Skip to main content

Thought for the Day: Learning on Tisha b'Av

One of the coolest things about the Chicago vasikin minyan is getting to hear two halachos from the Mishna Brura before or after (depending on time of year) davening from R' Dovid Cohen.  You may be thinking, "What's so cool about that?  I can read the Mishna Brura myself."  That, dear friend, is like saying, "Why should I go to a Yitchak Perlman concert?  I can get the same sheet music and hum it to myself."  More than that, you will get extras, such as quotes from Rebitzin Isserles, which are available exclusively at our vasikin minyan.

What prompted this particular exposition was finally hearing an accurate statement about learning on Tisha b'Av.  The oft quoted misstatement is that one is not allowed to learn on Tisha b'Av.  That is more than misleading; it is patently false.  One is always obligated to learn, just as one is always obligated to breath -- the Torah says "v'chai bahem", you shall live by them [divrei Torah].  So what is the halacha?  One is restricted in what is allowed to be learned on Tisha b'Av; not forbidden, just restricted.  The reason is that divrei torah enliven and infuse joy into your life.  (It should be a mussar haskel that just restricting what one can learn already removes some of that joy.)

Almost every aspect of learning has a permissible venue.  Torah: we have a torah reading; Navi: Yermiyahu (except any verses of consolation); K'suvim: Eicha (don't worry... there are no verses of consolation) and Iyov.  Halacha: hilchos tisha b'Av and aveilus; Medrash: the medrashim on Eicha; Gemara: Gitten 56a-58b concerning the causes of churban Beis haMikdash -- May it be rebuilt soon and in our time.  Of course, you can't learn b'iyun (in depth), but there is plenty to keep you occupied.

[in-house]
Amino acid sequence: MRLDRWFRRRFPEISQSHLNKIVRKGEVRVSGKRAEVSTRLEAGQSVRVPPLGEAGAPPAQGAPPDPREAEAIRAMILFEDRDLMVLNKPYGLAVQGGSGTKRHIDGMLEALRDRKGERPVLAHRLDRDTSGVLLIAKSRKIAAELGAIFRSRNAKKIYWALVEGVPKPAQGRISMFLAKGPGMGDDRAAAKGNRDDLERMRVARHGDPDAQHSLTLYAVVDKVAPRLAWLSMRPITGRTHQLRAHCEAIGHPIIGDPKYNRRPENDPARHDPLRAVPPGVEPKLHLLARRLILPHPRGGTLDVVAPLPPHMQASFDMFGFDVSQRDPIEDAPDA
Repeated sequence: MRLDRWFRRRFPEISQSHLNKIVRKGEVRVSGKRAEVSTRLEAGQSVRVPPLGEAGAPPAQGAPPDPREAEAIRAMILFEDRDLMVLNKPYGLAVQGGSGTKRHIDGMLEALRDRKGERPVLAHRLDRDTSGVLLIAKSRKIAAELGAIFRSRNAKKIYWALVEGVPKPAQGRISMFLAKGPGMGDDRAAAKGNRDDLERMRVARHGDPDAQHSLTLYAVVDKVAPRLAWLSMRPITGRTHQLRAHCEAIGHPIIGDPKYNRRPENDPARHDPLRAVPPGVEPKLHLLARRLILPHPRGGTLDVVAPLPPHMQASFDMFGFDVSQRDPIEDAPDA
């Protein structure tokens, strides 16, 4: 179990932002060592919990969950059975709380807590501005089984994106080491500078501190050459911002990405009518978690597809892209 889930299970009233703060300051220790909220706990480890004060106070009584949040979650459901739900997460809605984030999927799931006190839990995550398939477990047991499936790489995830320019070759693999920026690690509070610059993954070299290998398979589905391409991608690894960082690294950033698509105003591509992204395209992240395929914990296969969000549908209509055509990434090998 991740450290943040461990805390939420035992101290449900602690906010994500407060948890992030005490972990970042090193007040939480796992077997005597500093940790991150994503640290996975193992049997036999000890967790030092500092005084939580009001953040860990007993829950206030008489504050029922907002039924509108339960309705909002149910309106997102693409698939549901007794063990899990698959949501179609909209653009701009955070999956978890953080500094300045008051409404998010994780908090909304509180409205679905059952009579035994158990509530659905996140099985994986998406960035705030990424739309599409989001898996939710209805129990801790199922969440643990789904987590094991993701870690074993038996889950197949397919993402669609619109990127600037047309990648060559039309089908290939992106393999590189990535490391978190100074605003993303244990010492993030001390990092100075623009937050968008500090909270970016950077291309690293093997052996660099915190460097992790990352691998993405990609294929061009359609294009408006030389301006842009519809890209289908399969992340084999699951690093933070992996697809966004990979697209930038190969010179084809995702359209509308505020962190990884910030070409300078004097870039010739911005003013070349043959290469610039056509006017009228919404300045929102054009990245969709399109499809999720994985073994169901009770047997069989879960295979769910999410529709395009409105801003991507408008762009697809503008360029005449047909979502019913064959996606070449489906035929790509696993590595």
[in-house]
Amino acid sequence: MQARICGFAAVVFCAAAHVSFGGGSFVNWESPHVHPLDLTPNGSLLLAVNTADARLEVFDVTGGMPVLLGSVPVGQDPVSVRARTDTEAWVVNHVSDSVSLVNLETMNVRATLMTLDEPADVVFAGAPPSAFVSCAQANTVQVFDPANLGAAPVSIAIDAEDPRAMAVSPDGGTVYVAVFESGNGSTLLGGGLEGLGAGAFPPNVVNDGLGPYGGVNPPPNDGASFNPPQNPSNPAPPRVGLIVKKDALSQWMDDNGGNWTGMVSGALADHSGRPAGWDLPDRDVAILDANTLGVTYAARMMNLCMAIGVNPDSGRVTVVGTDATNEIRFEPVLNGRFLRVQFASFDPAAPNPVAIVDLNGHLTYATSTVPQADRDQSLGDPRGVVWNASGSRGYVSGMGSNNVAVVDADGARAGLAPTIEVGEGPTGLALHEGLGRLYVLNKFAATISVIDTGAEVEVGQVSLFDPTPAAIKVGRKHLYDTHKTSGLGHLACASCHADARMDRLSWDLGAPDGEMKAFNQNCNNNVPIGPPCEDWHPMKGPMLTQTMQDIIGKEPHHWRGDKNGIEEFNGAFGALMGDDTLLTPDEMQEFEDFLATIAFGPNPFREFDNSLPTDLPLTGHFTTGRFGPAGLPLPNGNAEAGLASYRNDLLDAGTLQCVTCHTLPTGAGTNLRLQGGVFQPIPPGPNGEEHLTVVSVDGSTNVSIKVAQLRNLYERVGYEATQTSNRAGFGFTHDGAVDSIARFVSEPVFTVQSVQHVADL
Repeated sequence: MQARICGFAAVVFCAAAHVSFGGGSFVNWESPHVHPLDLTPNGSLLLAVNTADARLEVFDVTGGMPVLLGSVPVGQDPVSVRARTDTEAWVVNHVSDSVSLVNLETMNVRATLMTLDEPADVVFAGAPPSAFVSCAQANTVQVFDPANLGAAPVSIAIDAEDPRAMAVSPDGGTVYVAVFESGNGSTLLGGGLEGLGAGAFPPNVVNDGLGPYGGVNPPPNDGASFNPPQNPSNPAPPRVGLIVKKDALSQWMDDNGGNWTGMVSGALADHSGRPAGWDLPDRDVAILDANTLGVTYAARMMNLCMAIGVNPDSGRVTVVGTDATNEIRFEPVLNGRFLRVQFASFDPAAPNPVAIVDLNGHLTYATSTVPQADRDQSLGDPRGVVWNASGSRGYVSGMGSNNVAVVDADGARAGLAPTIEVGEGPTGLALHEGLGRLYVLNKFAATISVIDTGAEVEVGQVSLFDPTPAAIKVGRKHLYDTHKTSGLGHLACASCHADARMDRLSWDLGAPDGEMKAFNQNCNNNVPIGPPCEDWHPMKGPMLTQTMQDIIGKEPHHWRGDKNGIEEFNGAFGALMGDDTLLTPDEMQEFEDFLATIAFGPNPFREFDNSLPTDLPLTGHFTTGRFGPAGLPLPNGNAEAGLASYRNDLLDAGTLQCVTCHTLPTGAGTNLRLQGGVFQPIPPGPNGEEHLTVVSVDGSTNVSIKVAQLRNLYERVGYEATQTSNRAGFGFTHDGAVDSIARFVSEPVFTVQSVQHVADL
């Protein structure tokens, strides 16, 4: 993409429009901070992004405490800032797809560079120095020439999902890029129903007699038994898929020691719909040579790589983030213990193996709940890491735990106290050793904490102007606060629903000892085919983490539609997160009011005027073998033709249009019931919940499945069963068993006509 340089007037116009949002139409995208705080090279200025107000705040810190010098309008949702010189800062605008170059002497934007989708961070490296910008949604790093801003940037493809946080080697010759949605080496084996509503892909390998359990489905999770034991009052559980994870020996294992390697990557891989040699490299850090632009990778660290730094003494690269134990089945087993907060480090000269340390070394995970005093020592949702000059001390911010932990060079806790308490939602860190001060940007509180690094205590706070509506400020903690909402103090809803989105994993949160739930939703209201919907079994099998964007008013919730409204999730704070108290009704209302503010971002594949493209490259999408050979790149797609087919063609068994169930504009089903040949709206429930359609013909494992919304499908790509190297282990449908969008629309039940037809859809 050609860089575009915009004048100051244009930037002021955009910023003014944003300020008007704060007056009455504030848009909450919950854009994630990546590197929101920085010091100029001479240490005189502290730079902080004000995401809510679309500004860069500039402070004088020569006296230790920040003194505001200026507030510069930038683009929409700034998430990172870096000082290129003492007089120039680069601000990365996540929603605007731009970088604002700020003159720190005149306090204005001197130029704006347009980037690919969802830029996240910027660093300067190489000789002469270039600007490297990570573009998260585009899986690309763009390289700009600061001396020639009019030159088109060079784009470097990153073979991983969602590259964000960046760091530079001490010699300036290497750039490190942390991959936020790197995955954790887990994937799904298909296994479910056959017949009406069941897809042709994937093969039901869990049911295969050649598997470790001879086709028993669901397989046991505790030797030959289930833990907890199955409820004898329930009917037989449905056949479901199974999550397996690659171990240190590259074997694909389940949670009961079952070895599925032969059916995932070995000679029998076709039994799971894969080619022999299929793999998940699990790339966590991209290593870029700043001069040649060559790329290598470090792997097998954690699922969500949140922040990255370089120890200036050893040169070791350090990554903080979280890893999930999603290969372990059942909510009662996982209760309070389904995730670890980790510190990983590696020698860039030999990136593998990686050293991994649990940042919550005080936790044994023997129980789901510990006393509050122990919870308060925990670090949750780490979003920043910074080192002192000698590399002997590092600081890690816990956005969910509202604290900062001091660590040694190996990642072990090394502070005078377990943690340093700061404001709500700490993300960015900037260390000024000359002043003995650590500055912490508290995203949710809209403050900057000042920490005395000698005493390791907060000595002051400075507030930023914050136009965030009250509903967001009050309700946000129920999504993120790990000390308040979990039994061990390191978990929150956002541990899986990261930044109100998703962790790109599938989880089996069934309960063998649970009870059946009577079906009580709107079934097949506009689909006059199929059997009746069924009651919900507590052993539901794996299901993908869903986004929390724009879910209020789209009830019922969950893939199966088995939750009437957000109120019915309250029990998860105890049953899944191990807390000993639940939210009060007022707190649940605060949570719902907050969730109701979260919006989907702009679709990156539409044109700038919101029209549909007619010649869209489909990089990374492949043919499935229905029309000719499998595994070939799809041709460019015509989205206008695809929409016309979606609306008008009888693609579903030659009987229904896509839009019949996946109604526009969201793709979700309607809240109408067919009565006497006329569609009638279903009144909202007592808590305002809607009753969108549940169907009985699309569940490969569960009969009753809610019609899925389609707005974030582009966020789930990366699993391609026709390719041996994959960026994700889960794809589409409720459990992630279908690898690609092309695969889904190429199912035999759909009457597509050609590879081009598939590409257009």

One thing is missing from the list: mussar.  I asked once (I think it was the first Tisha b'Av I observed) if I could learn M'silas Yesharim.  I was told: no, because he quotes too many sources from Chazal.  Seems strange that on this day of any I should not be allowed to learn mussar.  On second thought, though, its not so strange at all.  Learning mussar is to encourage you to be careful about making mistakes and the importance of fulfilling mitzvos.  We start with the Three Weeks, which ramps up to the Nine Days, then the week during which Tisha b'Av falls.  If a day of fasting, sitting on the ground, reading kinos, and all the other Tisha b'Av observances that come after so much preparation does not make you feel the pain of sinning (especially bein adam l'chaveiro) and doesn't encourage you to be more careful in your mitzvah observance... reading a book will?!?

Tisha b'Av is a mo'ed -- an appointment with the Creator of the World.  It's not so comfortable, but it is comforting that He still believes in us and wants to spend time with us even when things are not so good between us.  Use Tisha b'Av to feel that pain, and we'll turn Tisha b'Av into a celebration of rebuilding the Bais HaMikdash and renewing our relationship with HaKadosh Baruch Hu.


Popular posts from this blog